Featured on-line with the Maps exhibition at the Walters Museum
|| 2/27/2008 || 7:17 am || Comments Off on Featured on-line with the Maps exhibition at the Walters Museum || ||
Starting in mid-November I’ve been volunteering my time with the Walters Museum‘s upcoming exhibition. They have a small technology center (4 iMacs) in their cafeteria which I was given the opportunity to review. I look forward to going to the opening later this month!!
The Walters Museum has also included a layer for Google Earth that I produced for the exhibit. You can download the layer here or here.
Carte du Telegraphe Optique [dans l’hexagone]
|| 1/10/2008 || 10:21 pm || Comments Off on Carte du Telegraphe Optique [dans l’hexagone] || ||
E-mail in the 18th Century
Centuries of slow long-distance communications came to an end with the arrival of the telegraph. Most history books start this chapter with the appearance of the electrical telegraph, midway the nineteenth century. However, they skip an important intermediate step. Fifty years earlier (in 1791) the Frenchman Claude Chappe developed the optical telegraph. Thanks to this technology, messages could be transferred very quickly over long distances, without the need for postmen, horses, wires or electricity.
The optical telegraph network consisted of a chain of towers, each placed 5 to 20 kilometres apart from each other. On each of these towers a wooden semaphore and two telescopes were mounted (the telescope was invented in 1600). The semaphore had two signalling arms which each could be placed in seven positions. The wooden post itself could also be turned in 4 positions, so that 196 different positions were possible. Every one of these arrangements corresponded with a code for a letter, a number, a word or (a part of) a sentence.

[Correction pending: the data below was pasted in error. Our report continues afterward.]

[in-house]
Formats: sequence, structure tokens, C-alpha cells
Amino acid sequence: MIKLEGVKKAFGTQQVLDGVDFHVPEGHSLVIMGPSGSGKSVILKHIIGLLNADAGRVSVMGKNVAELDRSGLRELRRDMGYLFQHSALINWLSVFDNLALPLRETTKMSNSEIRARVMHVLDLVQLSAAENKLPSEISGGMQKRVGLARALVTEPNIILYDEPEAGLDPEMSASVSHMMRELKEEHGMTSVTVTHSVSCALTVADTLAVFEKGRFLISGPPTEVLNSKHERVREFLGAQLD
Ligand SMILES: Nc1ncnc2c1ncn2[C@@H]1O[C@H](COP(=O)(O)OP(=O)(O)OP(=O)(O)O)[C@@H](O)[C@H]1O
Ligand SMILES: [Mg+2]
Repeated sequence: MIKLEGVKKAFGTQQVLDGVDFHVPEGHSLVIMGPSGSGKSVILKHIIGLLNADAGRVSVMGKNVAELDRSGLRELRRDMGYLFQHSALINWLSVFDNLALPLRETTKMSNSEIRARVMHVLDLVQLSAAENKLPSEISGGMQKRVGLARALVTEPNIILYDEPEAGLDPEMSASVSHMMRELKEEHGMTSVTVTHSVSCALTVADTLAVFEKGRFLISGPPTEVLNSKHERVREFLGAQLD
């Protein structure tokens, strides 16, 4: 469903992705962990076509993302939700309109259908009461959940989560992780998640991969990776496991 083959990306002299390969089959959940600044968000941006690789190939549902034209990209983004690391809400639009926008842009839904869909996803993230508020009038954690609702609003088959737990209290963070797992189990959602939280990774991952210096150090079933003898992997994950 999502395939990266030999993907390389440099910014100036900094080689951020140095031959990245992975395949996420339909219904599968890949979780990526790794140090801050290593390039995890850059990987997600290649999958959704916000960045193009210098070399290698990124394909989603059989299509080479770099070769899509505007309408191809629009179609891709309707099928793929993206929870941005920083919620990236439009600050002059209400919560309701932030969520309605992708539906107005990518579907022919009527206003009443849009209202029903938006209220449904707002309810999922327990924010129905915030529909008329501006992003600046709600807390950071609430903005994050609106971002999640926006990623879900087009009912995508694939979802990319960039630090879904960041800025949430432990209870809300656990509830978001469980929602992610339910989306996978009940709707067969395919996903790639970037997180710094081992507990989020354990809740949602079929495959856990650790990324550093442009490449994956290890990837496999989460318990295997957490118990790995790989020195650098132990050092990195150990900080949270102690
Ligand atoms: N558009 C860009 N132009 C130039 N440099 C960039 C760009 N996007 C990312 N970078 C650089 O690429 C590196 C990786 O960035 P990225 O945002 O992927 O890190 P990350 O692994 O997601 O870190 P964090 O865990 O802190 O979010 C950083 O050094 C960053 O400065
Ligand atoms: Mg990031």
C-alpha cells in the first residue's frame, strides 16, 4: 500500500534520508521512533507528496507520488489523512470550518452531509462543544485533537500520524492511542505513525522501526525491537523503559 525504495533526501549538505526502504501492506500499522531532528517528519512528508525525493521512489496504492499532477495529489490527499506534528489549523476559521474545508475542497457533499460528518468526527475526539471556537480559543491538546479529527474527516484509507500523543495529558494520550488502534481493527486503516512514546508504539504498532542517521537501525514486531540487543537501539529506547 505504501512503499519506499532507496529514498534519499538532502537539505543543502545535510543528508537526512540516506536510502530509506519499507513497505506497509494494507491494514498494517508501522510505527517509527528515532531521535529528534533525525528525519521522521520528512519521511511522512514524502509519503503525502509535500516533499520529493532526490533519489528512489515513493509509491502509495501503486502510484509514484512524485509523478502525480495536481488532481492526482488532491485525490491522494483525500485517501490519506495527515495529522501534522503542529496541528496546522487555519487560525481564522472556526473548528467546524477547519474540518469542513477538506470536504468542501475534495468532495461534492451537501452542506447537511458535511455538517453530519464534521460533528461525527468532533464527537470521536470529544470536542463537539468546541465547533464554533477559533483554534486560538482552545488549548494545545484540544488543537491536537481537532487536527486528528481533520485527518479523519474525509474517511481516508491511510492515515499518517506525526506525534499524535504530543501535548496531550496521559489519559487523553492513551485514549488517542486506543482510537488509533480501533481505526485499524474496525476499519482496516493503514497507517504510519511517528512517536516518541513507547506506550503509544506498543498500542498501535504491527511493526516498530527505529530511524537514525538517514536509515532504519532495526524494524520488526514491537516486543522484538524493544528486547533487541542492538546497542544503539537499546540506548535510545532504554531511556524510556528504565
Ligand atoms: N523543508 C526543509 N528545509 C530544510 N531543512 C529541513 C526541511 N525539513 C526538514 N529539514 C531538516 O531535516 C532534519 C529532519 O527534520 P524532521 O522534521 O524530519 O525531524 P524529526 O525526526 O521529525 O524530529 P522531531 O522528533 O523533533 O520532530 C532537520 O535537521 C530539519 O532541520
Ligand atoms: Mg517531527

The other day I found this tremendously enlightening article about optical telegraphs on Low-Tech Magazine. Prior to reading this article I had no idea about this arcane method of communication. The authors supplied a map (above) to really drive home how extensive this system was.
Something that I think few people do when surfing through Wikipedia is to check the articles in other languages. It’s really easy to do and the results tend to be very useful. For words that have equivalent spellings, all one has to do is change the URL’s prefix (fr to en). For words that have different spellings (telegraph vs tÃ©lÃ©graph) you will have to correct this spelling in order for the entry to show up.
For example, the French entry on telegraphe yields quite a bit more information related to the use of semaphores (the object used to construct the optical telegraphic code) than the English entry on telegraphs.
Below is a carte of the semaphoric number system and an engraving of Mont St. Michel with a semaphore at the top. Both images obtained from the French wikipedia.
Within Sight of the White House [Overlay of Hooker’s Division]
|| 12/9/2007 || 2:30 am || 1 Comment Rendered || ||
[image links to .kmz file]